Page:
, , ,

Those silly looking pink wines in your favorite wine shop or liquor store are gaining respect through robust sales. Rosé is perfect for the summer’s hot weather and sales are even hotter.

The numbers are staggering. Since 2009, overall consumption of Rosé wines has increased 160 percent.

Arguably, the best Rose’ in the world comes from Southern France. Exports of rose’ wine from the Provence region to the U.S. grew 62 percent in volume last year compared to 2010. Value of exports for the 2010-2011 period increased nearly 50 percent to a record high of nearly $10 million Euro.
The booming growth can be dated back to 2003 when Provence exported 146,000 liters of Rosé to the U.S. Last year that number easily passed 1.7 million liters.
Bethann Kendall, Vine and Table

But the U.S. isn’t the only major importer of the salmon-pink Rosé wines. Sales have also increased significantly in Brazil, Russia and other countries.

“What we’re seeing in the U.S. market reflects a global trend,” said Julie Peterson of the Vins de Provence U.S. office, which provided the statistics above. “Those who appreciate great wine and the Mediterranean lifestyle are turning to Provence rosé for its versatility, food friendliness, and gold standard quality.”

Midwestern wine retailers have also noticed the explosion in growth.

“Rosé sales increase more and more very year,” said Bethann Kendall, wine buyer at Vine and Table, Carmel, IN. “Last year was probably almost three times more than what I sold my first year here.  And right now, in May, I’ve already sold more than what I sold all of last year. It’s looking great. It’s going to be a huge increase probably 15-20 percent.”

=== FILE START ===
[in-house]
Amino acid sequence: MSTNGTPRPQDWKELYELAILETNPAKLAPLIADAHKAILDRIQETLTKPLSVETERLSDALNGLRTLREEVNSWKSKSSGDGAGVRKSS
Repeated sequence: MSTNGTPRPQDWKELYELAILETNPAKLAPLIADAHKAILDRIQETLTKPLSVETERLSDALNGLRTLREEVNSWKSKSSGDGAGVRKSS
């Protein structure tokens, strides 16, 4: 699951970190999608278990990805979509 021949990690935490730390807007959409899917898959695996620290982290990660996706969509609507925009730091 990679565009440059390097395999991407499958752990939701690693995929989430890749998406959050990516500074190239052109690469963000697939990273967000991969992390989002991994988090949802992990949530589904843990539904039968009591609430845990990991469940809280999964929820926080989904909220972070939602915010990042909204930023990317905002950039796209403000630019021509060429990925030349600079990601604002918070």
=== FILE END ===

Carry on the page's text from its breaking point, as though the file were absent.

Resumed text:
Provence Rosé is made from a blend of basically six grapes. Grenache, Cinsault, Syrah, Mourvedre, Tibouren, and Carignan can be found in Provence’s signature wine. But around the world you can find Rose made from just about any grape varietal imaginable. Oregon, home of some of the U.S.’s best Pinot Noir, makes great Rosé of Pinot Noir wines.
For years “pink wine” was soiled in reputation by white zinfandel but no more. “I think there is still a huge misconception on Rose but we taste it every Saturday,” Kendall said. “I’m always opening a bottle to try to sway people in the right direction. It’s not all sweet. I tell them if they don’t like Provence Rose they’re just not going to like it from any region at all.”
Howard’s Picks:
2011 Bieler Pere et Fils Rosé – Simply Unbelievable Provence for a miserly $11-$14. This dry delicious Rose is a blend of 50 percent Syrah, 30 percent Grenache, and 20 percent Cabernet. Bigger than some Rose’ but the cranberry color and wonderful taste of red raspberry makes it a real must buy. “I was excited to finally get it into Indiana,” Kendall said. “It sells out every vintage and it’s just true to the area with very beautiful strawberries and raspberries and a nice chalky texture which comes from the soils of Provence.
2011 Mas de Gourgonnier – Cherry and classic Rosé strawberry with hints of spice make this Rose a real treat for around $15. While a little lighter in style than the Bieler, it’s equally dry. This wine is 60 percent Grenache (my favorite) with a 40 percent blend of Syrah, Mourvedre, Cinsault, and Cabernet. This is a perfect hot weather wine and gorgeous pairing for lighter foods.
More choices: Chateau Revelette Provence Rose’ (Wine critics: 89-90 Points and the best I’ve tasted this year); Acrobat Oregon Pinot Noir Rosé, $15; and closer to home Butler Winery’s Rosé of Chambourcin, $14-$15.

POSTSCRIPT: Rose has been in the news a lot lately. Here are some links to additional stories about Rose.

From SFGate, San Francisco, another from the San Francisco Chronicle, from the Cleveland Plain-Dealer, the Los Angeles Times, the Chicago Tribune,  

Send comment or questions to: hewitthoward@gmail.com